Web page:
The sample comprised 153 participants (5.0%, 153/3075) with a diagnosis of OCD. The frequency of PD among respondents with OCD was common; 66 outpatients with OCD (43.1%, 66/153) met criteria for at least one type of DSM-IV PD [out of 12 types, including passive-aggressive PD (PAG) and depressive PD (DPS)]. There was a higher prevalence of Cluster-C (anxious PD) PDs (34.6%, 53/153), followed by Cluster-B (dramatic, emotional or erratic) PDs (9.8%,15/153) and Cluster-A (odd and eccentric PD) PDs (13/153, 8.5%). The most prevalent PD was OCPD (23.5%, 36/153), followed by the avoidant PD (18/153, 11.8%). Diagnostic overlap among DSM-IV PDs (including PAG and DPS) was quite common across all the categories. Of those 153 OCD patients, 38 (57.6%, 38/153) were diagnosed with only 1 type of PD, and 28 (42.4%, 28/66) were diagnosed with at least 2 types of PD (multi-PDs). (See Figure 1 for details.)

Figure 1 Diagnostic overlap among patients with OCD and DSM-IV PDs. Note: Paranoid PD (PAR); schizoid PD (SCH); schizotypal PD (SCHT); histrionic PD (HIS); narcissistic PD (NAR); borderline PD (BOR); antisocial PD (ANT); avoidant PD (AVO); dependent PD (DEP); obsessive-compulsive PD (OBC); passive-aggressive PD (PAG); depressive PD (DPS).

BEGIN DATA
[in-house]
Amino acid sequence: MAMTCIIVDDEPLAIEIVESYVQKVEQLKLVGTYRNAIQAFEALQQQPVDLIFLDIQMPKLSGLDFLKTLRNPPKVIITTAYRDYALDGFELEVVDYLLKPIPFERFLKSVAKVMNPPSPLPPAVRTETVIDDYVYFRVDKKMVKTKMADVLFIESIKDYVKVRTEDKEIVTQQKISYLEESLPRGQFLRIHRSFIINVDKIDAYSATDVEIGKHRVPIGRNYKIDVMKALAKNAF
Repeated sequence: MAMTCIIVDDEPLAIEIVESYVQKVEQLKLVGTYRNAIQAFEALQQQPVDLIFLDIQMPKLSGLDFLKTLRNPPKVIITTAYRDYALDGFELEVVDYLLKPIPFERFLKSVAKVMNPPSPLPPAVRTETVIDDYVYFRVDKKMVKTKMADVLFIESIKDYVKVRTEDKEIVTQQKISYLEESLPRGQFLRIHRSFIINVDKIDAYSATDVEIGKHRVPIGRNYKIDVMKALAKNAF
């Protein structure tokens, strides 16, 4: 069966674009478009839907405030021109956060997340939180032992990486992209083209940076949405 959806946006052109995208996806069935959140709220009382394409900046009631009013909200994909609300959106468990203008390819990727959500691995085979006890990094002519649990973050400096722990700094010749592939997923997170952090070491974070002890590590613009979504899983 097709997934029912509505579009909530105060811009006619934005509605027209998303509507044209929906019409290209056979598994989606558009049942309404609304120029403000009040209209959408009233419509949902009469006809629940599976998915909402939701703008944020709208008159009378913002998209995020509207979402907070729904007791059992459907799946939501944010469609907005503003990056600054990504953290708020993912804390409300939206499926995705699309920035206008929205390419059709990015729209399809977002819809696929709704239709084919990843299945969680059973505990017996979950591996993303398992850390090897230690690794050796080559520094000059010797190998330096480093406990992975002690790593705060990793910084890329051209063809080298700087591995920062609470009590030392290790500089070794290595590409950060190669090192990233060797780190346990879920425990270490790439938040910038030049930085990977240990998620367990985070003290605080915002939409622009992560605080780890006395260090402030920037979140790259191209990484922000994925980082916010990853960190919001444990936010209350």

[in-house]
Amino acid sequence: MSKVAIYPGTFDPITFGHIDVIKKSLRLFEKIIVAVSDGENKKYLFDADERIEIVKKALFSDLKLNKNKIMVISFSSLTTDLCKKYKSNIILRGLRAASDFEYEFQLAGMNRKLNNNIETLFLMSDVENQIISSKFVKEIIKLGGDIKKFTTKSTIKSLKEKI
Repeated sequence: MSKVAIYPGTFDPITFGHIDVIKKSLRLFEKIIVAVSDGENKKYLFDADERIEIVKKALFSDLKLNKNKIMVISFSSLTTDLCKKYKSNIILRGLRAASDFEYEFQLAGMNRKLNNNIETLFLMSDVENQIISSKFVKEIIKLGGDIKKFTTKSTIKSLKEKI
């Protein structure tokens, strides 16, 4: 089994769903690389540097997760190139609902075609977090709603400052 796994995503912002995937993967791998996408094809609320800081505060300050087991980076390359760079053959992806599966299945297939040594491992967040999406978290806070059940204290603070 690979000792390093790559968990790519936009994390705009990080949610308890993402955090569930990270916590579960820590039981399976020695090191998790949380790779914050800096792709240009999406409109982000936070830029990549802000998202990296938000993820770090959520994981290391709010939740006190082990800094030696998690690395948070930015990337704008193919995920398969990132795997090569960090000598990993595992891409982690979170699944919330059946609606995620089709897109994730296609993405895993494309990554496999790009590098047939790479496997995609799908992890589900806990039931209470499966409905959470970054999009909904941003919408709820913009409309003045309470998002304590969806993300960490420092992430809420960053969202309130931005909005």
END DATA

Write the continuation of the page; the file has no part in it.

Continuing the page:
It is becoming clearer now that personality pathology and OCD are often closely related. Though there remains much work to do to determine either the diagnostic validity of PD or the psychological model that describes the interactivity between PD and psychopathology, it is necessary to put pressure on psychiatrists to pay more attention to personality traits when considering a therapeutic intervention for OCD patients. We highly suggest prioritizing treatment for OCD, whereas PD should be treated concurrently with OCD. A more in-depth model that relates personality traits to OCD should be the emphasis and direction of future research.

Disclosures

TianHong Zhang has the following disclosures:

Shanghai Mental Health Center, Employee, Salary, Research Grants

Shanghai Jiao Tong University Foundation

14JCRY04, YG2014MS40

Doctoral Innovation Fund Projects from Shanghai Jiao Tong University School of Medicine

BXJ 201345

National Key Clinical Disciplines at Shanghai Mental Health Center

OMA-MH, 2011-873

Shanghai Key Laboratory of Psychotic Disorders

13dz2260500

National Natural Science Foundation of China

81201043, 81171267, 81171280, 81261120410, 8136112

Shanghai Municipal Natural Science Foundation

12ZR1448400

NIH Fogarty International Center grant

D43TW05809

Annabelle Chow has the following disclosure:

Changi General Hospital, Employee, Salary

YingYing Tang has the following disclosure: